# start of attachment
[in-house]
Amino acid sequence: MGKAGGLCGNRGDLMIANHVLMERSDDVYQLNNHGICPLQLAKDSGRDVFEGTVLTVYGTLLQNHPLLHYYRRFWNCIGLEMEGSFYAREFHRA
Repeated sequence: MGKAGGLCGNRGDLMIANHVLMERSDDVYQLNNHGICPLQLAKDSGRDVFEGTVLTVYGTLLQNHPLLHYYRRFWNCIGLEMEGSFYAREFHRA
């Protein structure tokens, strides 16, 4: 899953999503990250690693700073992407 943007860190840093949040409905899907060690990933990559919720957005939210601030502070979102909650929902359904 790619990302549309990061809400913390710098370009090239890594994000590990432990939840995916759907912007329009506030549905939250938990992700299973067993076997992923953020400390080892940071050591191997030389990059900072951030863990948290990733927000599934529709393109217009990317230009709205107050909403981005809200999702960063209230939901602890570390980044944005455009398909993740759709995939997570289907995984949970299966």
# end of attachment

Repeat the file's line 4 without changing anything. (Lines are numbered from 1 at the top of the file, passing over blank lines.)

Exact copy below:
């Protein structure tokens, strides 16, 4: 899953999503990250690693700073992407 943007860190840093949040409905899907060690990933990559919720957005939210601030502070979102909650929902359904 790619990302549309990061809400913390710098370009090239890594994000590990432990939840995916759907912007329009506030549905939250938990992700299973067993076997992923953020400390080892940071050591191997030389990059900072951030863990948290990733927000599934529709393109217009990317230009709205107050909403981005809200999702960063209230939901602890570390980044944005455009398909993740759709995939997570289907995984949970299966």